The Romney formula depends on turning out the GOP base, especially on the energy-oriented Western Slope and in El Paso County’s Colorado Springs, home to a politically active evangelical Christian community and a heavy military influence. This year, the expectation among Republicans is that Romney will also gain more traction in the Denver suburbs than John McCain.
From Mr. Romney’s point of view, conversely, that might seem to make Florida a must-win state. In fact, it’s possible to put some numbers around this idea.
Defining a must-win state in a formal way is a bit tricky. For example, is Georgia a must-win for Mr. Romney? If he loses it, he would almost certainly lose the Electoral College. But that is because Georgia is much more Republican-leaning than the states that we would ordinarily classify as swing states. If things get bad enough for Mr. Romney to lose Georgia, his map will almost certainly be a disaster in a number of other ways.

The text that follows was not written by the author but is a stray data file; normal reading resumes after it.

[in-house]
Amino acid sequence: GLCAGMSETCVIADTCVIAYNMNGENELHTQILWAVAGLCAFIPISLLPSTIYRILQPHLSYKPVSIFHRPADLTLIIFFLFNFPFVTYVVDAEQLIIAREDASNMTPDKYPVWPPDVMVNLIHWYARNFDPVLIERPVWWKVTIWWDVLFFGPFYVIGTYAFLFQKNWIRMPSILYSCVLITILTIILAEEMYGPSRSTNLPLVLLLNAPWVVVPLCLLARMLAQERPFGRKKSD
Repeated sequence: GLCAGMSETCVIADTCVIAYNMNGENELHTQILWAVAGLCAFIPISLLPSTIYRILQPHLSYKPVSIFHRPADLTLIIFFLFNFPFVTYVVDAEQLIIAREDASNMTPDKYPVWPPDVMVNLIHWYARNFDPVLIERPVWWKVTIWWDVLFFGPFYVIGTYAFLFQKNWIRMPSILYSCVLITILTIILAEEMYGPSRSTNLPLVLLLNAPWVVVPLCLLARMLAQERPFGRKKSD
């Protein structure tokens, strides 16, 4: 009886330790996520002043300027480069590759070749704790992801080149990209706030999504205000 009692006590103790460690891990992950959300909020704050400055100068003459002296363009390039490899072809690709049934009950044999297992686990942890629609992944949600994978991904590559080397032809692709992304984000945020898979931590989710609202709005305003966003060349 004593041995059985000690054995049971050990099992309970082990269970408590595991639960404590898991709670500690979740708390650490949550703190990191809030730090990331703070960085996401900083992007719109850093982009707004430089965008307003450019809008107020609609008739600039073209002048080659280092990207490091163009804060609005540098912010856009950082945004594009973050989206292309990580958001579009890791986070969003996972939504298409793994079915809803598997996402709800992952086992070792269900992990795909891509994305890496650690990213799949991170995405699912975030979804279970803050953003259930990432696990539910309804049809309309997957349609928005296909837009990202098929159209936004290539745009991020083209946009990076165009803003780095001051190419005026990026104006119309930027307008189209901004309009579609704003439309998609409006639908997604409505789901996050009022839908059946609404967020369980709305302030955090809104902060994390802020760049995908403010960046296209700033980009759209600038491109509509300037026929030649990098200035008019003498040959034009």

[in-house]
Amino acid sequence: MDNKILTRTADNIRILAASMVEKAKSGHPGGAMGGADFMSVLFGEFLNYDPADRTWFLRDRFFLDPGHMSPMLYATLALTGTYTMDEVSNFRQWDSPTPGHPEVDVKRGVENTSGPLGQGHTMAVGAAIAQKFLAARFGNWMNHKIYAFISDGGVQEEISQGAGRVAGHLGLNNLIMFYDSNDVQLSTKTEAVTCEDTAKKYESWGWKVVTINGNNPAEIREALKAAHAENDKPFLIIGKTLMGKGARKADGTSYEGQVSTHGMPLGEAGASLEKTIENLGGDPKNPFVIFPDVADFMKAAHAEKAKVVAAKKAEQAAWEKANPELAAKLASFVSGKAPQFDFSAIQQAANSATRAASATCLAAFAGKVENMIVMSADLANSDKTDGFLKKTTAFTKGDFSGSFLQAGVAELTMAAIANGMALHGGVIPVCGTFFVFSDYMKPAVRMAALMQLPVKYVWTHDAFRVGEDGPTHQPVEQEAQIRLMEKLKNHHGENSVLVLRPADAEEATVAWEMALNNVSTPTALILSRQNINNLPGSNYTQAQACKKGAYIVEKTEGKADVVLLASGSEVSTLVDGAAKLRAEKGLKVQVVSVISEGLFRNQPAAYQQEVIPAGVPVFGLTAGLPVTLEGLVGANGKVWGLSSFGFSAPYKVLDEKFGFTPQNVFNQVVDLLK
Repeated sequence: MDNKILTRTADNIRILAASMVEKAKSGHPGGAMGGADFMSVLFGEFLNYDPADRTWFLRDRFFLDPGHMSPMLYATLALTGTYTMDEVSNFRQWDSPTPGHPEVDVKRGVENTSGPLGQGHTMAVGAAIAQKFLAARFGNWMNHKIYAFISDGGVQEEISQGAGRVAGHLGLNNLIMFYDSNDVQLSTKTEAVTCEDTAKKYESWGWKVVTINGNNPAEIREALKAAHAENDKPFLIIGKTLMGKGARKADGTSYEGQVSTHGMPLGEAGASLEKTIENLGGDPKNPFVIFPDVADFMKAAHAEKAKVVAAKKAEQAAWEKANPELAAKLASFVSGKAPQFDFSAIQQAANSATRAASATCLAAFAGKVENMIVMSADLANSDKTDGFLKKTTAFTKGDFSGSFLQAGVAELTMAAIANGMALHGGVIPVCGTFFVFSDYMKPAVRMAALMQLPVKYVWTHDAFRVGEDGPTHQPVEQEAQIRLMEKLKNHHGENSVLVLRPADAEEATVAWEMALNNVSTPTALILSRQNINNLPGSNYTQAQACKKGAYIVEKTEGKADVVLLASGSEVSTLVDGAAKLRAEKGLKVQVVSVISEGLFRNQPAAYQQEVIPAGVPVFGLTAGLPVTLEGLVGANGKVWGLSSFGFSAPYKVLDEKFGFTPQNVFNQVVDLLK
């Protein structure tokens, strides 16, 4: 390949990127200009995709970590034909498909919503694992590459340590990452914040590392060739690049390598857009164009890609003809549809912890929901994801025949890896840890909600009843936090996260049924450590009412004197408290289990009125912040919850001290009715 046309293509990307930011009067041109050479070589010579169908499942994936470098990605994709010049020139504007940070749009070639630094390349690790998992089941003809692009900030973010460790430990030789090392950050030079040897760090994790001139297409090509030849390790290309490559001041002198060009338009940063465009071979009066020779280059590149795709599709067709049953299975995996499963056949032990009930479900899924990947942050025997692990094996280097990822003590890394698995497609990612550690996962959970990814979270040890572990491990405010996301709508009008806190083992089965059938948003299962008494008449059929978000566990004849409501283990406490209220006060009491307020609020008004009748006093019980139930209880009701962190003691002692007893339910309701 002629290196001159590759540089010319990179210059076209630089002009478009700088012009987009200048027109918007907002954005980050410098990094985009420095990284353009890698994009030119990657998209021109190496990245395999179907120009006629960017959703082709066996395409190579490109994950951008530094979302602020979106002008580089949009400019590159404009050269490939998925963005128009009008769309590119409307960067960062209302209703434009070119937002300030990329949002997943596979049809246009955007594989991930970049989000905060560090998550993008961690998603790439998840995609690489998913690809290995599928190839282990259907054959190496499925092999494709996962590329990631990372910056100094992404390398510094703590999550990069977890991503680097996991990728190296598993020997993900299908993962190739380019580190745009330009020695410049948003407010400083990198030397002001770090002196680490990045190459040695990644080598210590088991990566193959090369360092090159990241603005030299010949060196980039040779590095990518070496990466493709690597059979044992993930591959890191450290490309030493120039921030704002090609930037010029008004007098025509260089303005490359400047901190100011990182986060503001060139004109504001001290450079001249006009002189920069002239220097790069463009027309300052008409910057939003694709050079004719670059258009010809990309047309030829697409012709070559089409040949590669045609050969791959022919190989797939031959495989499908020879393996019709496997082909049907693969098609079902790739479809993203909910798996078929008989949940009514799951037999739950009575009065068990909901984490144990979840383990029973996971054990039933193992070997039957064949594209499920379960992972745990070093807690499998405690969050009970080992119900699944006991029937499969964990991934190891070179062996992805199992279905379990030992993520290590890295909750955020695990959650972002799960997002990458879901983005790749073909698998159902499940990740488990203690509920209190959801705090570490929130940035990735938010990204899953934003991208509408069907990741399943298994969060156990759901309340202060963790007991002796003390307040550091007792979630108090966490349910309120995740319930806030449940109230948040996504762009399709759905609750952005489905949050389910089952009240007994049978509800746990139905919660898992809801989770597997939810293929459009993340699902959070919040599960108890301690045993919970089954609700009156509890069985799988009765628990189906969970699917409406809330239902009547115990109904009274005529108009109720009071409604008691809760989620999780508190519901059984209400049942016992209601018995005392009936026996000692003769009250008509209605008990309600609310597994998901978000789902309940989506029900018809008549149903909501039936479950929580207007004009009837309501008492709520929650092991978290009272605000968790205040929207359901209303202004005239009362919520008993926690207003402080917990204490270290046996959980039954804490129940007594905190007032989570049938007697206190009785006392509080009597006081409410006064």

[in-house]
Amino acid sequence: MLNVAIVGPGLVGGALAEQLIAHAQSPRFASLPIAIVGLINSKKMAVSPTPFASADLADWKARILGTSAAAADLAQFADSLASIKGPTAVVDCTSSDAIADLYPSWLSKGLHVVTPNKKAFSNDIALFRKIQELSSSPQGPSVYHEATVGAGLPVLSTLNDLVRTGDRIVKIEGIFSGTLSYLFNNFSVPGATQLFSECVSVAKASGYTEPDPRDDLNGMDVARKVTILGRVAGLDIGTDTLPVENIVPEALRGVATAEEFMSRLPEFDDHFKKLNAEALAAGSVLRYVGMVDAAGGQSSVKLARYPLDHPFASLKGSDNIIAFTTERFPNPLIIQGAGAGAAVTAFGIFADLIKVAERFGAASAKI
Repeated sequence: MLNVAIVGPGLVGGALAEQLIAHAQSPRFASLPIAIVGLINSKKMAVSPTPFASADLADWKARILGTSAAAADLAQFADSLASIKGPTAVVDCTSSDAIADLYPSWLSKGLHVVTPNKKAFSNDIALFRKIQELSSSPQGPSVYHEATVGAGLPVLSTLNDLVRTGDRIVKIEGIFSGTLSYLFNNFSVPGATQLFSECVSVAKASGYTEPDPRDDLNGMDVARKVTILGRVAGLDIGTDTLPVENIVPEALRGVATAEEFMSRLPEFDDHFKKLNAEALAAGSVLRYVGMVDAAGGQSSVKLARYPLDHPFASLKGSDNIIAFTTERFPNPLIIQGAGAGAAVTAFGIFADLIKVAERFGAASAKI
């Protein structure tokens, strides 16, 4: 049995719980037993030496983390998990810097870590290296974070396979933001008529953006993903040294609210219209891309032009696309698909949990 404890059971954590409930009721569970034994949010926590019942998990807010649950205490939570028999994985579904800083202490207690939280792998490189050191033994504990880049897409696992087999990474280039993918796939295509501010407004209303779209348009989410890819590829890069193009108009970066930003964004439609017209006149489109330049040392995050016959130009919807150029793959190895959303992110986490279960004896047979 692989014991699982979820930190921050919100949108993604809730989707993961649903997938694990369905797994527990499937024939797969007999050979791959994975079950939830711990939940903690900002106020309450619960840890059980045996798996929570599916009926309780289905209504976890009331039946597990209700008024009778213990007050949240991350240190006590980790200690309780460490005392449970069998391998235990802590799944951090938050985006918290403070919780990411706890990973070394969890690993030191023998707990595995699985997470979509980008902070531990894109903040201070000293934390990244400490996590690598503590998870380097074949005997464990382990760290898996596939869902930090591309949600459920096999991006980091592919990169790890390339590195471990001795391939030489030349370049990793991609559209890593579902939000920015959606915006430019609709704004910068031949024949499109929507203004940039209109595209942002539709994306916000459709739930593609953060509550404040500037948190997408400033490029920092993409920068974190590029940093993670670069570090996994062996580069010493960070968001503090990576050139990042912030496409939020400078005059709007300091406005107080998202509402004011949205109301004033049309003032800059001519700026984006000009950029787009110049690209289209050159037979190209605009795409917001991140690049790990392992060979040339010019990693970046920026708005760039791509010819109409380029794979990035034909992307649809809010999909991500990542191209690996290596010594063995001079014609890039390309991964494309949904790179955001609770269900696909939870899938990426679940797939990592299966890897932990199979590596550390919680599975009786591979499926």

According to a GOP source with access to private polling being done by independent Republican groups (who are spending a lot of money tracking public opinion in the battleground states), Romney is in trouble in two must-win states:
Ohio: Romney down 5 percent.
Virginia: Romney down 4 percent.
Mitt Romney began a two-day campaign swing through battleground states Iowa, New Hampshire and Virginia on Friday, using poor jobs data to stomp on any uplift President Barack Obama received from the Democratic convention.
Embarking on his first campaigning since holing up in Vermont for three days to practice for next month's presidential debates, Romney touched down in the state of Iowa armed with a weak jobs report that the Republican challenger immediately used to flog Obama, saying his policies have hurt the US economy.